FREMANTLE council shouldn’t restrict the free market and needs to stop behaving like a soviet politburo, say two of the city’s biggest landlords.
This week the council revealed it was considering modifying its town planning scheme to stop an over-concentration of fast food outlets and cafes in the city centre.
Fremantle mayor Brad Pettitt says a major fast food chain had been snooping around the city and he realised the council had no power to stop it.
“We want a unique retail mix and to preserve Fremantle’s character,” he says.
Under the proposal, anyone wanting to open a fast food outlet or cafe would have to get discretionary planning approval and have their submission advertised for comment.
Justifying the push, council officers said a diverse range of shops would entice people into the city, while a cluster of eateries hindered foot-traffic.
But Anthony Van Der Wielen, who manages the Manning family’s extensive property holdings, says the CBD is on its knees and council regulation would make it even harder to fill empty shopfronts.
“In my opinion the city of Fremantle is currently overrun by far left academics and greenies with little to no representation on the council of anyone with extensive business knowledge or experience,” he says.
“It’s yet another policy that is unnecessary and has the potential to hurt the economy of our deteriorating CBD.
“Rents have more than halved in many places over the past few years and vacancy rates are too high.
“The people of Fremantle that I speak to are fed up with the current regime and hope we’ll see some change at future elections.”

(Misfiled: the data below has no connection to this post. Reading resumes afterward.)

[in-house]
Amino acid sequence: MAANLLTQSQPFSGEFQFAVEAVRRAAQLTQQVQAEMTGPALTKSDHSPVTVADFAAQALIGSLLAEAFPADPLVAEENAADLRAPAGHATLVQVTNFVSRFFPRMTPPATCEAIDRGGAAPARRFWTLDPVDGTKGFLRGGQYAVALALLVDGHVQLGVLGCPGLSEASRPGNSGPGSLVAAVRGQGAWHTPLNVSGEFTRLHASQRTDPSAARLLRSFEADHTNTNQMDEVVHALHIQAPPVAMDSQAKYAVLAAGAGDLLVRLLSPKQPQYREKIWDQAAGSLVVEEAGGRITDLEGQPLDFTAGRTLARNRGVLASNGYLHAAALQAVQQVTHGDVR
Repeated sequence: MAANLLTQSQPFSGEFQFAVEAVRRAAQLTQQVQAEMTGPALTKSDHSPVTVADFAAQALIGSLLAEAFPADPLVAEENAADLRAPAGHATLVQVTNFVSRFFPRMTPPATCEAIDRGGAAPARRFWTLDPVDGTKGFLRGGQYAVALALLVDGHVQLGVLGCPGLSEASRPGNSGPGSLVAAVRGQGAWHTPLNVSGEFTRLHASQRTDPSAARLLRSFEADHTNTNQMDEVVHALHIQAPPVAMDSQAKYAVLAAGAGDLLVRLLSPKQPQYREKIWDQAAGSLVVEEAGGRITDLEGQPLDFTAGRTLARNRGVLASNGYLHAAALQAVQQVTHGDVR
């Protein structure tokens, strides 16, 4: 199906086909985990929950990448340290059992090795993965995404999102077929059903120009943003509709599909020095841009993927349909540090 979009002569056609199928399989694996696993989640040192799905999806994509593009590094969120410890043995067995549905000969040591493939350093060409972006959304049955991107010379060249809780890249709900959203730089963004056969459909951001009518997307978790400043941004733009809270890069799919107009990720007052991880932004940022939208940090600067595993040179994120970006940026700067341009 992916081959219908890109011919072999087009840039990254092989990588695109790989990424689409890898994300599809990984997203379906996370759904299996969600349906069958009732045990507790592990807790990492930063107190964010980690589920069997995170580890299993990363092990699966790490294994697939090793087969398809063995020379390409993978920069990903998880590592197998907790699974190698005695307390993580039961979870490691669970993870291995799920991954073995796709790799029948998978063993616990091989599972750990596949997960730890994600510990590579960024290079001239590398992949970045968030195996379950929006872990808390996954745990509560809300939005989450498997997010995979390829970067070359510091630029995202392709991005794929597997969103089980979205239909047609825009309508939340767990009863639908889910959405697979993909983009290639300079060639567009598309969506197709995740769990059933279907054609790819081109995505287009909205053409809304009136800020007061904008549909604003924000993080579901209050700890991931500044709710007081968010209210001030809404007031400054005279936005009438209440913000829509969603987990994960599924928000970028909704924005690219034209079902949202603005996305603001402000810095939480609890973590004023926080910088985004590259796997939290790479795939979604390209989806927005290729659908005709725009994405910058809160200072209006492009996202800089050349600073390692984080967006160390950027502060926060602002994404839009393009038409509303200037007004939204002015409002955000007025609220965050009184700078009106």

Hanny Properties director Joseph Geha says the council should be trying to stimulate the economy, not policing hospitality.
“Agglomeration is one of the best ways of stopping over-proliferation of food outlets in other areas of the city and council’s proposal could end up being counterproductive,” he says.
“There are enough natural limitations to opening a cafe in Fremantle: many of the buildings are two-storey and heritage listed which limits extraction, and there is a requirement for many food outlets in Fremantle to have a grease trap which is difficult with the land.
“Often the properties on one street in Fremantle are owned by several landlords; so would it be a case of first come first served if one decided to have a cafe tenant ahead of the others?”
But the policy has been welcomed by some cafe owners, including Christine Breglia, who has run Piccolos on High Street for 20 years.
She says the city lost its identity when retailers started leaving in droves and the CBD is in danger of becoming a food-only destination, like Northbridge.
“I can see the logic in this because when they moved all the banks onto one street, it really hurt cafe trade across the city,” she says.
“Notre Dame is only around for six months of the year and without that, daytime cafes really struggle.
“Anything that encourages diversity is great, as it attracts more people into the city.
“We have the potential to be like the alleyways in Melbourne, with lots of interesting and cool shops.”
Local government minister Tony Simpson says the role of local government had evolved from the three Rs.
“The interpretation of ‘good government’ has evolved from an emphasis on roads, rates and rubbish,” he says.
“Many local governments have a diverse and significant role in the community, providing a wide range of services and facilities.
“All local governments, including Fremantle, are required to develop a strategic community plan and to consult with their communities about the approach to services and infrastructure reflected in that plan.
“Ultimately it is up to each community to decide on who they wish to represent their district through the biennial election process.”
The cafe limit proposal will come before council later this month.
by STEPHEN POLLOCK